What’s innovative/disruptive about Peptilogics?
[Sanjay] In the market, we have not really had a genuinely new class of antibiotics for over 20 years. So all of the existing approaches to antibiotic therapies rely on mechanisms that target processes within bacterial cells. Bacteria have become very effective at defending themselves against these through evolution. As a response to external threats, bacteria undergo genetic changes that allow for survival. Consequently, these antibiotics become ineffective. And that is what we are facing right now in the world. We are seeing a growing number of infections for which there are no treatments and those infections can very often be life threatening.
[Jonathan] Now we took this from a completely disruptive and novel perspective. We thought: “Okay we know that peptides in nature have evolved to be antimicrobial.” So, many plants and animals defend themselves against bacteria with antimicrobial peptides. And they do not work the same way as currently approved antibiotics. They work by directly acting on the cell membrane, ultimately disrupting a number of cellular processes, which rapidly kills the bacteria. Then we determined the active features of these naturally occurring peptides, and worked to reengineer and create new peptides to amplify the activity, reduce the toxicity associated with those types of peptides, and also make them easy to manufacture. Through that, we developed a technology that is totally novel.
What kind of support did you get along the way of creating this business?
[Jonathan] One of the things we did early was to take advantage of the programs that the University of Pittsburgh offers. We worked also in a close relationship with Idea Foundry, going through their accelerator program to actually help launch the business, to get contacts with the different law firms, etc. to launch the business. There were many challenges, as there are in any startup, and I am sure we hit them all! One of the biggest hurdles, of course, was the funding. It took a long time, it took a lot of work, lots of relationships, and so meeting Dietrich Stephan, a highly active and respected entrepreneur in Pittsburgh, eased the inroad into the network that we needed. Both locally with BlueTree Allied Angels and Catherine Mott (Founder and CEO) in Pittsburgh, and then also in the Bay area with Stefan Roever originally, and then we expanded it out.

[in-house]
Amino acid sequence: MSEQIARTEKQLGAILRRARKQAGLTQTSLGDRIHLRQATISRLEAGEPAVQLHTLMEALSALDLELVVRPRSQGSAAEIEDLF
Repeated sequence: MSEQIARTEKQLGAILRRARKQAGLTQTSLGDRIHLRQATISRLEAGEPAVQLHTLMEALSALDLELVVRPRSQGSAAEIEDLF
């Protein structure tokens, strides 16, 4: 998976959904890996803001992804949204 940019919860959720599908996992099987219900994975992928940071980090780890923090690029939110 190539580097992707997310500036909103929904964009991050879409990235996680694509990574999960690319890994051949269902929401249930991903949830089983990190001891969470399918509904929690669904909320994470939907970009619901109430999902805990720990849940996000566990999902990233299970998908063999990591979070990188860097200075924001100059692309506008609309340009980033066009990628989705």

[Sanjay] Having been involved in four early stage companies, I think that their support was instrumental in helping this company to move from idea to start-up, and then from start-up to where we are today. The University of Pittsburgh technology management group was really supportive and understanding too. They supported Jonathan and gave him the opportunity to actually get the company started with that initial tech transfer. The Pittsburgh Life Sciences Greenhouse were another strong source of advice in nurturing Jonathan.
What’s next for Peptilogics?
[Jonathan] As we announced in our press release, the next key step for the company is an investigational drug application that we are expecting to achieve by the middle of next year. And that is going to be a very important step forward for the company because that means bringing our first product to the clinic.
[Sanjay] We are working actively on the next steps for the company which we cannot discuss publicly yet. Stay tuned!